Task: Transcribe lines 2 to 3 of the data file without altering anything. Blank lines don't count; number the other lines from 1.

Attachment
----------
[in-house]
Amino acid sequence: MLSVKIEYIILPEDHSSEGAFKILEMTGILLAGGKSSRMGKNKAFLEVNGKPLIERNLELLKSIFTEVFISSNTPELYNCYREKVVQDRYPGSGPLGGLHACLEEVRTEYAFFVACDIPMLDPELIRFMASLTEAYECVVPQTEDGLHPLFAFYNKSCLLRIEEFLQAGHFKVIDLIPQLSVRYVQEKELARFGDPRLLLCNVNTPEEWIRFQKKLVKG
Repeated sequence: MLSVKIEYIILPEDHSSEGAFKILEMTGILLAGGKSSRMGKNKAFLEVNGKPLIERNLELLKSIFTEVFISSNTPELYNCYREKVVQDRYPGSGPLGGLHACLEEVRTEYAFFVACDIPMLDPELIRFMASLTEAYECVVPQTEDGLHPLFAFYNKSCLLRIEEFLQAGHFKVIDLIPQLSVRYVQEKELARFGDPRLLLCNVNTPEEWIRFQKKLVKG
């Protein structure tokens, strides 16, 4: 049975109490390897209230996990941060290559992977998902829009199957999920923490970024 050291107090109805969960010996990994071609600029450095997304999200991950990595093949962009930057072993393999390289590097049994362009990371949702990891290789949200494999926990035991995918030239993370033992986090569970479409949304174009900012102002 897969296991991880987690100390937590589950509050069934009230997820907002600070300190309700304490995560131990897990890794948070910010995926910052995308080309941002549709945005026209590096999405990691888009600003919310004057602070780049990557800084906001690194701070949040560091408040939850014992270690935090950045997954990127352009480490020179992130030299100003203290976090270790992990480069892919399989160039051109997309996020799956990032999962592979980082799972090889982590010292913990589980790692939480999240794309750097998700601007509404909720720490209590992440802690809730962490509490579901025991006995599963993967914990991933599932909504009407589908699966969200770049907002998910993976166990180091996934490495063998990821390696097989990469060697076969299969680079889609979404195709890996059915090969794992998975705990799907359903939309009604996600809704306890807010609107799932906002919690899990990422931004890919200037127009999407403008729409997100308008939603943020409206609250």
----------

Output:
Amino acid sequence: MLSVKIEYIILPEDHSSEGAFKILEMTGILLAGGKSSRMGKNKAFLEVNGKPLIERNLELLKSIFTEVFISSNTPELYNCYREKVVQDRYPGSGPLGGLHACLEEVRTEYAFFVACDIPMLDPELIRFMASLTEAYECVVPQTEDGLHPLFAFYNKSCLLRIEEFLQAGHFKVIDLIPQLSVRYVQEKELARFGDPRLLLCNVNTPEEWIRFQKKLVKG
Repeated sequence: MLSVKIEYIILPEDHSSEGAFKILEMTGILLAGGKSSRMGKNKAFLEVNGKPLIERNLELLKSIFTEVFISSNTPELYNCYREKVVQDRYPGSGPLGGLHACLEEVRTEYAFFVACDIPMLDPELIRFMASLTEAYECVVPQTEDGLHPLFAFYNKSCLLRIEEFLQAGHFKVIDLIPQLSVRYVQEKELARFGDPRLLLCNVNTPEEWIRFQKKLVKG